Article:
Organization of the human trichromatic cone mosaic

J Neurosci. 2005 Oct 19;25(42):9669-79. doi: 10.1523/JNEUROSCI.2414-05.2005.


Using high-resolution adaptive-optics imaging combined with retinal densitometry, we characterized the arrangement of short- (S), middle- (M), and long- (L) wavelength-sensitive cones in eight human foveal mosaics. As suggested by previous studies, we found males with normal color vision that varied in the ratio of L to M cones (from 1.1:1 to 16.5:1). We also found a protan carrier with an even more extreme L:M ratio (0.37:1). All subjects had nearly identical S-cone densities, indicating independence of the developmental mechanism that governs the relative numerosity of L/M and S cones. L:M cone ratio estimates were correlated highly with those obtained in the same eyes using the flicker photometric electroretinogram (ERG), although the comparison indicates that the signal from each M cone makes a larger contribution to the ERG than each L cone. Although all subjects had highly disordered arrangements of L and M cones, three subjects showed evidence for departures from a strictly random rule for assigning the L and M cone photopigments. In two retinas, these departures corresponded to local clumping of cones of like type. In a third retina, the L:M cone ratio differed significantly at two retinal locations on opposite sides of the fovea. These results suggest that the assignment of L and M pigment, although highly irregular, is not a completely random process. Surprisingly, in the protan carrier, in which X-chromosome inactivation would favor L- or M-cone clumping, there was no evidence of clumping, perhaps as a result of cone migration during foveal development.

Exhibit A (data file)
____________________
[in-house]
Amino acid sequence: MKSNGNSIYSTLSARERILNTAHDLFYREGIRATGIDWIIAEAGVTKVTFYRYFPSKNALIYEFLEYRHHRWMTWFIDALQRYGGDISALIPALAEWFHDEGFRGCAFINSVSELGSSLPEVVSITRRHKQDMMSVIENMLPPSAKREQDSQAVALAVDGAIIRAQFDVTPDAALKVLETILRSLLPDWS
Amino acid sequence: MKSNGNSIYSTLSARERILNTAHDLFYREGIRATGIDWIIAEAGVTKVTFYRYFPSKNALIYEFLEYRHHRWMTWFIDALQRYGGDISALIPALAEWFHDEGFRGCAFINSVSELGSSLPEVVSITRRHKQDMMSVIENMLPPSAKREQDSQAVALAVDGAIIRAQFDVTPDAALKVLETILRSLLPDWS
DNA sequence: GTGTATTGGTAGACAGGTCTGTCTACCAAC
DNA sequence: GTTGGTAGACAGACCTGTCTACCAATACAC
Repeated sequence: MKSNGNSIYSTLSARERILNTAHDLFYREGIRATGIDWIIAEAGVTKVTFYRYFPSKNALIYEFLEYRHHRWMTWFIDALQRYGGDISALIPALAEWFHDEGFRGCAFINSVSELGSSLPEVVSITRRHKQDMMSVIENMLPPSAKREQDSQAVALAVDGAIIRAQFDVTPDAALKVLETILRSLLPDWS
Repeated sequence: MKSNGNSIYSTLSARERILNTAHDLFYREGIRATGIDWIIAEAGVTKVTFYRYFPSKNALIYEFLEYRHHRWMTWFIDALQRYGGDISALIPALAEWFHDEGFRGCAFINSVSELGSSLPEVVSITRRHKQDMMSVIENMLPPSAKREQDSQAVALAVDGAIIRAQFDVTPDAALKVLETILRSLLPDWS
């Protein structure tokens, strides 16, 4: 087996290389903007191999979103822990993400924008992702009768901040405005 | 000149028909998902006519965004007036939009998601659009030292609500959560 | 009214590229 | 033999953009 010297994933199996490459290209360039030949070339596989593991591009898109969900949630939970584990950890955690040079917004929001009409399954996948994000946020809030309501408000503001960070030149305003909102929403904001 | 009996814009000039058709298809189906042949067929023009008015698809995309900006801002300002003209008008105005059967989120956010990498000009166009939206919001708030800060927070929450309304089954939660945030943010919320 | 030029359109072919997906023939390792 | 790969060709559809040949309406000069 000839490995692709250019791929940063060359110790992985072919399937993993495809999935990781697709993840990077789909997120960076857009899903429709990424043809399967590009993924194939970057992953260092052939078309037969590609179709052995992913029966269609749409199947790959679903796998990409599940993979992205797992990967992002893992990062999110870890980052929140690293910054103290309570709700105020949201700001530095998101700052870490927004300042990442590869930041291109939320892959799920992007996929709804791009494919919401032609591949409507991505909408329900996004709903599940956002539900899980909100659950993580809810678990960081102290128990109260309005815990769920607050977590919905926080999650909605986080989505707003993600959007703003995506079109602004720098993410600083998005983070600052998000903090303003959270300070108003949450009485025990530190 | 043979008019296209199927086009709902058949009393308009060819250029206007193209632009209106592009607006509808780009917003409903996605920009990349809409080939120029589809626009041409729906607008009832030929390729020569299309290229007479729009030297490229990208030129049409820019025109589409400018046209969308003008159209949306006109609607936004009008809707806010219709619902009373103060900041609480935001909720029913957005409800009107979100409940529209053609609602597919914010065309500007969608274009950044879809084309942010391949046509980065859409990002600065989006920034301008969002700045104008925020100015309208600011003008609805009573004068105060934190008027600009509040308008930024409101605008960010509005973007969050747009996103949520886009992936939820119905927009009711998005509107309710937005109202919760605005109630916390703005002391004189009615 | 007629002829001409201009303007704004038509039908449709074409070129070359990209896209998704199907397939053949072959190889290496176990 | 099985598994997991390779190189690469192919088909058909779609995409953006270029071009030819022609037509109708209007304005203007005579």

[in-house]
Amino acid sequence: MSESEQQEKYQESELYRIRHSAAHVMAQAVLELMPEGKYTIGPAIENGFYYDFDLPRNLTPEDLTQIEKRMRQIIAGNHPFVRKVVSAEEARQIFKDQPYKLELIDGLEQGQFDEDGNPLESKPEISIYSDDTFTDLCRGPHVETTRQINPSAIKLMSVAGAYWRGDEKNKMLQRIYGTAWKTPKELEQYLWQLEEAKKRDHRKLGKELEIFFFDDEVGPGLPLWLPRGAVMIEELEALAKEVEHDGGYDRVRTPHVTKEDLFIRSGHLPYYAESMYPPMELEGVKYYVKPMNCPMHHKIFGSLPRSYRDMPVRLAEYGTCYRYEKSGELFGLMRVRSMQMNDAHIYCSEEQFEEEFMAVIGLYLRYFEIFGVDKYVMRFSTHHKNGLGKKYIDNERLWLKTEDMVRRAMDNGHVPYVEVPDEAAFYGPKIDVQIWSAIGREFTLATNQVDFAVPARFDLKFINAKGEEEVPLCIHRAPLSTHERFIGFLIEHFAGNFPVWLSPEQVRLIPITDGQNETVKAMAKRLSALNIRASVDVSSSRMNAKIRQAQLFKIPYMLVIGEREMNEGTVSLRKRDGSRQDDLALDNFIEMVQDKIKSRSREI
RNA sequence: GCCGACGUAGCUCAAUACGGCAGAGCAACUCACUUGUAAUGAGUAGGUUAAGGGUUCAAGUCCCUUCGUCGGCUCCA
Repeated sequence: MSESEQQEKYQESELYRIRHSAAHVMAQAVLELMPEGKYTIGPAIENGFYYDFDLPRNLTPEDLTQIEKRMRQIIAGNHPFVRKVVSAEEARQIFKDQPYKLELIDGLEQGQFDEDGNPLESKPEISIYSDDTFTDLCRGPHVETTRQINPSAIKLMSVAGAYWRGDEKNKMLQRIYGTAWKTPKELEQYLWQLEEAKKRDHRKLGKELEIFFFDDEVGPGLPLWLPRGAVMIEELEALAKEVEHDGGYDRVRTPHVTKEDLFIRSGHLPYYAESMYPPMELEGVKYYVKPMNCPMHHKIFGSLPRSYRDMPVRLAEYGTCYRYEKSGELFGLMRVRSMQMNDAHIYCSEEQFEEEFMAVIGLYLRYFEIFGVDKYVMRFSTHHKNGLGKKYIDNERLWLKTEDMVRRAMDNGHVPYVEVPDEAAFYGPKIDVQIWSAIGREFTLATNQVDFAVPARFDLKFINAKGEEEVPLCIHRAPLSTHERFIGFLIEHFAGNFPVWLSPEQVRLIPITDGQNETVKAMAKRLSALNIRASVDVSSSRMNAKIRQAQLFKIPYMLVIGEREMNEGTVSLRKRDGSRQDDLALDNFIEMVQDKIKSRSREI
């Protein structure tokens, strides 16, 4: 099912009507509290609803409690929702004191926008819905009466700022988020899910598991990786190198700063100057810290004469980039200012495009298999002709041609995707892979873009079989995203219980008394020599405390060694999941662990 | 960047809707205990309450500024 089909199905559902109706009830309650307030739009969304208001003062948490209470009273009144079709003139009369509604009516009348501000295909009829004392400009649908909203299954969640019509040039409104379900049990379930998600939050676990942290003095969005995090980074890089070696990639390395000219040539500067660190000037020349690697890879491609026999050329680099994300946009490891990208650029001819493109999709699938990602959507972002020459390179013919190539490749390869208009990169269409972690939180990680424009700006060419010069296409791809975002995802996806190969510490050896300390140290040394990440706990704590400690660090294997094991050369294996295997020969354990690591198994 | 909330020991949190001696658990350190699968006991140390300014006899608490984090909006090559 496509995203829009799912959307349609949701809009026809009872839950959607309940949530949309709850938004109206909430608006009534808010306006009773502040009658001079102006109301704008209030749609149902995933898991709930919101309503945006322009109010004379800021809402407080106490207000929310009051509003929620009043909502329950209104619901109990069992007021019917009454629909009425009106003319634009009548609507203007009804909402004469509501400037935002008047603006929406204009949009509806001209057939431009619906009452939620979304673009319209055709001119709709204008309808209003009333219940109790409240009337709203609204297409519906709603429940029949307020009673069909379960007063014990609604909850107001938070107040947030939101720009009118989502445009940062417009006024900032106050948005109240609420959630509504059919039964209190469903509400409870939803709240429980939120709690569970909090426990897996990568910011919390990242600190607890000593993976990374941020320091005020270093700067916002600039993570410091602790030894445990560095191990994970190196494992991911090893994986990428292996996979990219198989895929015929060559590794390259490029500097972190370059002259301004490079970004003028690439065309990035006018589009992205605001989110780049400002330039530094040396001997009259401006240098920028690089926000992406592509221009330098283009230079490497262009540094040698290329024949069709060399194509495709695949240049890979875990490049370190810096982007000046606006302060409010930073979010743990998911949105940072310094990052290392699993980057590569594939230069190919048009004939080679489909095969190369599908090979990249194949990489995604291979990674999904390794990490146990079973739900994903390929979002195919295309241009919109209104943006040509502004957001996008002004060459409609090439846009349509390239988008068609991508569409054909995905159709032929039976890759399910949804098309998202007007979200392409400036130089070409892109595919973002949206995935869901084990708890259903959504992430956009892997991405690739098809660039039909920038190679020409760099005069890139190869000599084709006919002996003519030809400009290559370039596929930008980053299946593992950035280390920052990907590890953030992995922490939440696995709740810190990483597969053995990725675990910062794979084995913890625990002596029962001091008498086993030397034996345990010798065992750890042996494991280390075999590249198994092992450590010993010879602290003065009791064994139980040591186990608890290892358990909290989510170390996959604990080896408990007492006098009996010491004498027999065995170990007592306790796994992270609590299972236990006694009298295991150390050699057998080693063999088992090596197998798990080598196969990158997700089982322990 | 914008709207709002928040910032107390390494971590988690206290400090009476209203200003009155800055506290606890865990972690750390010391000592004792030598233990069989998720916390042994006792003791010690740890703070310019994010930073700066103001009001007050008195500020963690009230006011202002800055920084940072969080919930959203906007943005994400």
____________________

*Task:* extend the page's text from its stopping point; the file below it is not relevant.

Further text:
Publication types

  • Comparative Study
  • Research Support, N.I.H., Extramural
  • Research Support, Non-U.S. Gov't
  • Research Support, U.S. Gov't, Non-P.H.S.
  • Research Support, U.S. Gov't, P.H.S.

MeSH terms

  • Color Perception / physiology*
  • Color Vision Defects / genetics
  • Color Vision Defects / pathology
  • Electroretinography / methods
  • Female
  • Humans
  • Male
  • Retinal Cone Photoreceptor Cells / cytology*
  • Retinal Cone Photoreceptor Cells / pathology
  • Retinal Cone Photoreceptor Cells / physiology*